"This is a real shock of course.” and validating responses such as

"It's perfectly normal to feel that way.”

"Most people in your situation would be very upset also.”

Avoid saying

"I know how you feel.” (you really can't)

"I'm sure things are going to get better.” (they may not)

"These things happen.” (they should not to anyone's loved one)

"The system broke down.” (sounds like shirking responsibility)

"It doesn't help getting too upset about it.” (only likely to escalate conflict)

error, loved ones will want to know what is being done and what the potential outcome could be. Supporting the family through assignment of a patient advocate and keeping the family up to date are crucial steps. In many medical settings now hospital billing is immediately suspended and discussions of compensation to the family are begun.

Despite intention to disclose, mistakes in error disclosure often occur [15, 16, 24] (see Table 7.2). A video illustrating the use of CONES applied to the case of Mrs. Barnes can be seen on our I*CARE (Interpersonal Communication and Relationship Enhancement) website: http://www.mda nderson.org/education-and-research/resources-for-professionals/professional-educational-resources/i-care/complete-library-of-communication-videos/man aging-difficult-communications-error.html.

Training in error disclosure Communication is a skill and is best learned experientially. [25] High stakes conversations such as error disclosure are best mastered through simulation with standardized patients or using role plays and observation of training effects during the trainee-patient encounter. [26] Role plays allow appropriate coaching to occur and for learners to practice the skills necessary to have an effective conversation around error disclosure. In role plays the "action" can be stopped and reviewed. When learners get "stuck" they can explore and reflect on the obstacles Partial Disclosure - e.g. leaving out a link between the error and the consequences of the error. "Your mom has taken a turn for the worse. It could be she got too much chemo or it's her underlying disease.”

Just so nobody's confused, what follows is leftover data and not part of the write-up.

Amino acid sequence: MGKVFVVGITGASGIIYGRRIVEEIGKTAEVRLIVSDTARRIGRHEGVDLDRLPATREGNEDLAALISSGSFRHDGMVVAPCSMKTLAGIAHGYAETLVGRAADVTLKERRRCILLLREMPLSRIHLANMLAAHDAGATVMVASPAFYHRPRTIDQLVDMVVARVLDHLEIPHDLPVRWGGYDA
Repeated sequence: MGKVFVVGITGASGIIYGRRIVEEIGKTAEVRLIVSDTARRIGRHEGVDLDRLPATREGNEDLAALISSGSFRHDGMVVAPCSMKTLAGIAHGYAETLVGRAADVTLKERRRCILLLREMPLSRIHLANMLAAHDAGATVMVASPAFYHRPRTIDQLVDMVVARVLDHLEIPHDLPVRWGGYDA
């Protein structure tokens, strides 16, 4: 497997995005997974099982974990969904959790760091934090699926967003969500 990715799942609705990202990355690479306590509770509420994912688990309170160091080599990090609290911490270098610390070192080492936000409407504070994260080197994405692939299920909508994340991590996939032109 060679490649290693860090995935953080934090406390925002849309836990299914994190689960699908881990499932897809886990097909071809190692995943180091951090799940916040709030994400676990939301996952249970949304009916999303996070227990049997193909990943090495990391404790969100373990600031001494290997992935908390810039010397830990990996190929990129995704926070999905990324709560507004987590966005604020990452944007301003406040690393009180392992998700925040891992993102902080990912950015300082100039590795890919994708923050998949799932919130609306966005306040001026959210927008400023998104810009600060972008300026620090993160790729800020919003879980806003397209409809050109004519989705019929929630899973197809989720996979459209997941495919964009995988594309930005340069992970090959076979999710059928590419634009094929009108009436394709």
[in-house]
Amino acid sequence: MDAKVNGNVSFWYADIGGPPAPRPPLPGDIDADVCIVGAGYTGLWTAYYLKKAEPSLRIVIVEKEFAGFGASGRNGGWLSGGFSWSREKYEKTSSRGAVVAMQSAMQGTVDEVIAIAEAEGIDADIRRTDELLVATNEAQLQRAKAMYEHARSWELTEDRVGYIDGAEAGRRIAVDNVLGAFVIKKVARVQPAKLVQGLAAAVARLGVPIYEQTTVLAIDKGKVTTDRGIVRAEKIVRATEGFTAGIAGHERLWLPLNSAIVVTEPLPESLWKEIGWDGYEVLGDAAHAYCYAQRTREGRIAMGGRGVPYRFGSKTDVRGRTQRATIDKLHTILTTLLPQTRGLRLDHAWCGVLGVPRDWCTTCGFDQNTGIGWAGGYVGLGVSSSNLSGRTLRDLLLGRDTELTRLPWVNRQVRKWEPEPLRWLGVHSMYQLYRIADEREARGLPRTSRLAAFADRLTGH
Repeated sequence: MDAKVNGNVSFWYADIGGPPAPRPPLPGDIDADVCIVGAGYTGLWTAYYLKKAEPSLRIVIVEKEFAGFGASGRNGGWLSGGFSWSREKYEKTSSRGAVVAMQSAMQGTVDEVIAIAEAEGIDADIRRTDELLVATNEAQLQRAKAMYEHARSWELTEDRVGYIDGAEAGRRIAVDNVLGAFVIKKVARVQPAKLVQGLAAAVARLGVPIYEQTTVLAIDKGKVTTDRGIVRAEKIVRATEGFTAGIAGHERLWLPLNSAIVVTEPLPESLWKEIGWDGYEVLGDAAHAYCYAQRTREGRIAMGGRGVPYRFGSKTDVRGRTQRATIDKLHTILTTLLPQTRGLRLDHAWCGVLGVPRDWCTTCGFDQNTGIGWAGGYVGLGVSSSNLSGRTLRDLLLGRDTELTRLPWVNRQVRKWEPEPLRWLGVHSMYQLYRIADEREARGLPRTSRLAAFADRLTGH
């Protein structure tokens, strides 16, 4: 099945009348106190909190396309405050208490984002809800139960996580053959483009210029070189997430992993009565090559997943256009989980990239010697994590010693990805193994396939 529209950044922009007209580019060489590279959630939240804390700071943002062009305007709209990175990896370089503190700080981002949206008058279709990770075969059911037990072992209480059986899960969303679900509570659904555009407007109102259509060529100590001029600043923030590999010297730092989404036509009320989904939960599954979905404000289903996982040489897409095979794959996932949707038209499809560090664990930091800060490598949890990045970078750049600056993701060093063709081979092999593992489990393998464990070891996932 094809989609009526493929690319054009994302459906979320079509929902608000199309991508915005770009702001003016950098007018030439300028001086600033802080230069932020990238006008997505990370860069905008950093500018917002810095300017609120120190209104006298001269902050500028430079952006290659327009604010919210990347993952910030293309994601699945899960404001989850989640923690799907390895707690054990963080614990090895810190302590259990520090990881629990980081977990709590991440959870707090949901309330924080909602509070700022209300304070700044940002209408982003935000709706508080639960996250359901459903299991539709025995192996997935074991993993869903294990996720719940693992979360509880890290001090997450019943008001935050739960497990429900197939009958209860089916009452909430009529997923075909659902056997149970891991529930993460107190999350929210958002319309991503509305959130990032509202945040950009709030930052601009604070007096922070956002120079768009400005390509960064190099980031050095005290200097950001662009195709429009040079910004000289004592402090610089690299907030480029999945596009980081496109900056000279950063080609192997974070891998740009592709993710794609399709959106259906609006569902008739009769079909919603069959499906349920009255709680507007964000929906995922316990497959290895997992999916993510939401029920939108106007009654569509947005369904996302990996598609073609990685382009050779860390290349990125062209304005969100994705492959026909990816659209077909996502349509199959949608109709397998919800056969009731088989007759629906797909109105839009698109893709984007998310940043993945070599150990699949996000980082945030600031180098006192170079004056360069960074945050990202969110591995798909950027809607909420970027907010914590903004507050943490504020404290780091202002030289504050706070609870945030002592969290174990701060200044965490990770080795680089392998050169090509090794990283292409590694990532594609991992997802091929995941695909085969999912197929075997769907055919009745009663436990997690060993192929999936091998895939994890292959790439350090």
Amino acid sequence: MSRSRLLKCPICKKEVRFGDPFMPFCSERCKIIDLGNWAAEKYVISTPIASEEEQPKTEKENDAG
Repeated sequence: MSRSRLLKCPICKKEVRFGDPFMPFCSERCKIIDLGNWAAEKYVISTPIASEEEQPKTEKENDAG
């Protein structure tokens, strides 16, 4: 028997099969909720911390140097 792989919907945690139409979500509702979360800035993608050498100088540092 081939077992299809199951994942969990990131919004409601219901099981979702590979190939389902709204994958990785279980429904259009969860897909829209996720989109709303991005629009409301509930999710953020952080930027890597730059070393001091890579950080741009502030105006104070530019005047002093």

Misleading Disclosures - e.g. implying that the clinical occurrence was a consequence of the underlying disease "Your mom was pretty sick anyway and had a limited life expectancy.”